The Whisky Portals

The Whiskey Portals 7 Things to Know About Japanese Whiskey

The Whiskey Portals 7 Things to Know About Japanese Whiskey

Whisky from Japan is more than simply a gorgeous bottle with gold dust inside! These magnificent smooth and sweet Japanese Whisky bottles are steeped in history, culture, and art. If you are interested in learning more about the winner of Japanese Whiskey, keep reading seven interesting facts about Japanese Whiskey.

Japanese Whisky Is 100-Year-Old.

According to the Japan Spirits and Liqueurs Makers Association, Japanese Whisky is a nearly 100-year-old industry that deserves to be adequately controlled. The last time Japanese whisky rules were updated was in the 1950s, and it’s safe to assume the situation has evolved dramatically since then.

The new regulations seek to protect the geographical origins of Japanese Whisky and its reputation for excellence. These rules will bring Japanese Whisky into line with Scotch and Bourbon, two other jealously guarded spirit varieties.

Japanese Whisky Is Just Like Another Scotch

In the twentieth century, Japanese whisky makers were known to spend much time studying Scotch. Rather than being made of rice, as most of us, lesser mortals, assumed, Japanese Whisky (like their sake) is composed of the same components as conventional Scotch: malted barley for single malts and corn and wheat for blends.

“The majority of Whisky drank in Japan is blended with soda water. The highball was popular in the 1950s and 1960s and has recently made a comeback as younger and more casual drinkers sought a way to experience the flavour of Whisky without the intensity of shots interrupting with meals. As a result, many Japanese whiskies are engineered to be quite drinkable when mixed with ice cubes.”

Japanese Whisky Has Dominated the Main Whisky Prize

“Japanese whiskies have dominated the main whisky prizes. Suntory has received numerous medals and trophies in the top three spirits competitions: the International Spirits Challenge, the International Wine and Spirits Competition, and the World Whisky Awards. Suntory was just named ‘Distiller of the year’ for the third season at the renowned ISC awards. This is significant because it is the first time a whiskey house has received this prize three times. Scotch, watch your back. Bourbon, get out of the way.”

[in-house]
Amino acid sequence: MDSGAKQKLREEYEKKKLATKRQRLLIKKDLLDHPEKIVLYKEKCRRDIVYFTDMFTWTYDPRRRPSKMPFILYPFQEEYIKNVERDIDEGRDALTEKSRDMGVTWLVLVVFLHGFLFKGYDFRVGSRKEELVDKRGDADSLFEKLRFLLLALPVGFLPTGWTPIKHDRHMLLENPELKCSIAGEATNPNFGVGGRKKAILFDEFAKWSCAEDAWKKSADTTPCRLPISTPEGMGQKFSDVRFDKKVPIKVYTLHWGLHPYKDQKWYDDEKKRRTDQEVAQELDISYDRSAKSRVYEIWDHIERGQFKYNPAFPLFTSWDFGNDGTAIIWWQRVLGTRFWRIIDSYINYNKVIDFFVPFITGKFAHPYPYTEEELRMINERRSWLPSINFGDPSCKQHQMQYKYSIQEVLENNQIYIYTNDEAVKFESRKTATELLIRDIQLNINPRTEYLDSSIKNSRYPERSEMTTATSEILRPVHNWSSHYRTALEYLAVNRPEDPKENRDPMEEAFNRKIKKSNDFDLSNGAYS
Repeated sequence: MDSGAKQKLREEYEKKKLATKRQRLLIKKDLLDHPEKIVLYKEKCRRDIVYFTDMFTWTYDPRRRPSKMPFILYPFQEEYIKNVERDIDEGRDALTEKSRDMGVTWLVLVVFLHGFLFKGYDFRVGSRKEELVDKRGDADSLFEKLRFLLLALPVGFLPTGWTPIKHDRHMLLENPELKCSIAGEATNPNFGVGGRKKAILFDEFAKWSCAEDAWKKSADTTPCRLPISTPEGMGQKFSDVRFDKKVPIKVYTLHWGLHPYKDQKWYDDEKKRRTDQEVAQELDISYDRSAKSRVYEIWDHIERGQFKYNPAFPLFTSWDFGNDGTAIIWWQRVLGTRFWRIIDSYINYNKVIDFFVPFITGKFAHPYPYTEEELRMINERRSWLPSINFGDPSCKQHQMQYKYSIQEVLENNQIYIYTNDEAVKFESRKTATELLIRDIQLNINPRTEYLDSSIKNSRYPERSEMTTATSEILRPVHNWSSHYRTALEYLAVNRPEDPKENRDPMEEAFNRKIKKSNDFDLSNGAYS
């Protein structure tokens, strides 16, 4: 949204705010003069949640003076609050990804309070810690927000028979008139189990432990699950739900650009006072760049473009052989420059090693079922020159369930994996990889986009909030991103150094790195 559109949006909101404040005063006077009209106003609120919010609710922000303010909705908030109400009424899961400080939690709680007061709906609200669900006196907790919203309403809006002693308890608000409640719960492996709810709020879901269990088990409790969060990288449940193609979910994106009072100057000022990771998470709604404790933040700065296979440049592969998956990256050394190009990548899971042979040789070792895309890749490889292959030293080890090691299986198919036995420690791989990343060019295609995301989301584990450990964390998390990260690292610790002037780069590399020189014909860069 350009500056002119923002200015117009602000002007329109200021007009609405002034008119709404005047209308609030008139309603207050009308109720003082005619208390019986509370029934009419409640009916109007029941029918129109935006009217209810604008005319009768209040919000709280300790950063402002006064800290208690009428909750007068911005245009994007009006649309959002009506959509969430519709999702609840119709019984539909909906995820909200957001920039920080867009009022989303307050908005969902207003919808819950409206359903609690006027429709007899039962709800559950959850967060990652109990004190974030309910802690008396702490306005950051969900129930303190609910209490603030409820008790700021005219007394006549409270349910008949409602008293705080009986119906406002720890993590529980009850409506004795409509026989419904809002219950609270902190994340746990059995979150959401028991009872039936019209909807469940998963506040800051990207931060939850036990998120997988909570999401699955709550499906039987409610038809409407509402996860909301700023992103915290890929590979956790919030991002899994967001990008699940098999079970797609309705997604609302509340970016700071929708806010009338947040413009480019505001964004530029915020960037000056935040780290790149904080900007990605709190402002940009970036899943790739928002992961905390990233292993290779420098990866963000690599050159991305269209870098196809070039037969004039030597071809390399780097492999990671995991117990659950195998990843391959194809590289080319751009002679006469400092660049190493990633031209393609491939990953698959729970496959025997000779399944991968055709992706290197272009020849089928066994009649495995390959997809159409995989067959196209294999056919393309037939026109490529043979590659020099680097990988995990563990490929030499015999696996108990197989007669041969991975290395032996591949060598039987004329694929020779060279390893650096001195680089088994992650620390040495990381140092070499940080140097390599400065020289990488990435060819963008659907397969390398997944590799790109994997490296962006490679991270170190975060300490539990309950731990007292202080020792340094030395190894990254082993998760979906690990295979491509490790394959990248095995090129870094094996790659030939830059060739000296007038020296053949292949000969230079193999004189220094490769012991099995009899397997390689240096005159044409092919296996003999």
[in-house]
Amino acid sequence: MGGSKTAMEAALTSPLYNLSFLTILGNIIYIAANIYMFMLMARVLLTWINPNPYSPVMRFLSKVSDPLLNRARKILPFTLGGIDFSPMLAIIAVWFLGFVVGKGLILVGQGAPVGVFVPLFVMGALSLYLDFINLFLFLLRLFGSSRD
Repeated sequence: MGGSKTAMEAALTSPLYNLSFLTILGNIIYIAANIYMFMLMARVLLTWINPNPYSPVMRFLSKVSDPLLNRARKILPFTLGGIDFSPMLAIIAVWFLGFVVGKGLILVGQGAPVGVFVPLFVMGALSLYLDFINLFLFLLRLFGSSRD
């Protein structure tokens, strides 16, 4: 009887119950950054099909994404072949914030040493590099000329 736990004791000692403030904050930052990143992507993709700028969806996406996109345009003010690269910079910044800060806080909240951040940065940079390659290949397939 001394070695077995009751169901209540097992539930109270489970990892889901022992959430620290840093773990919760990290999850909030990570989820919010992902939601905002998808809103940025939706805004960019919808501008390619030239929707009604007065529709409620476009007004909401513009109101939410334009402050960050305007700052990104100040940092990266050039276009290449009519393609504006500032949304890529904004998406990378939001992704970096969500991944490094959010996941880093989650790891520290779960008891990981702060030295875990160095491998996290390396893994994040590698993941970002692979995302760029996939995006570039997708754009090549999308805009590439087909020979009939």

The Whiskey Bottle You Have Is Little Less Japanese

Suntory and Nikka, the dual powers of Japanese Whiskey, both made ripples in the scotch industry when they purchased the Scottish distilleries Bowmore and Ben Nevis.

They have been putting a touch of Scottish whiskey in their mixes ever since. Nikka’s ‘Nikka Days,’ ‘Super Nikka,’ and famous ‘Nikka from The Barrel’ whiskies have long been believed to include Ben Nevis, and according to Nikka’s website, this appears to be true.

Suntory’s blends will be examined, but they appear ahead of the trend, labeling their current ‘Ao’ blend as a “World Whisky.” The term “Japanese Whisky” is also entirely lacking from their ‘Hibiki Harmony’ statement.

Karuizwa Whiskey Is Only Made for Blends

Karuizawa Single Cask Whisky may be the talk of the industry these days, but while barrels were being filled, few knew that the majority of the liquor was intended for blends. As a result, the filling strength was relatively high, with several casks filled with undiluted distillate. This is also why Karuizawa Whisky can be so heavy, robust, and deep; it was designed to add “punch” to the blended Whiskies it was used in.

Oak Is Not the Only Permitted Wood Whisky

Japanese Whisky must now be matured for at least three years in “wooden casks with a volume of 700 litres.” The astute among you may have noticed that, unlike Scotch whisky, oak is not specified as the only allowable wood, providing room for some fascinating exploration.

Japanese Company Producing New-Make Spirit

The clear fluid that flows from the stills is new made spirit. As it matures into Whisky, it is frequently reduced in ABV and placed in casks to develop.

However, unlike Scotland and the United States, Japan has no minimum maturing time for Whisky, and because small producers have nothing else to offer, many bottles and sell their fresh products as it is. While this would be frowned upon in much older, more ancient Whisky-making countries, Japanese Whisky lovers are delighted to try the raw spirit that each new company produces.


Conclusion
So, these are some of the interesting facts about Japanese Whiskey. Enjoy reading it and sharing it with others also.

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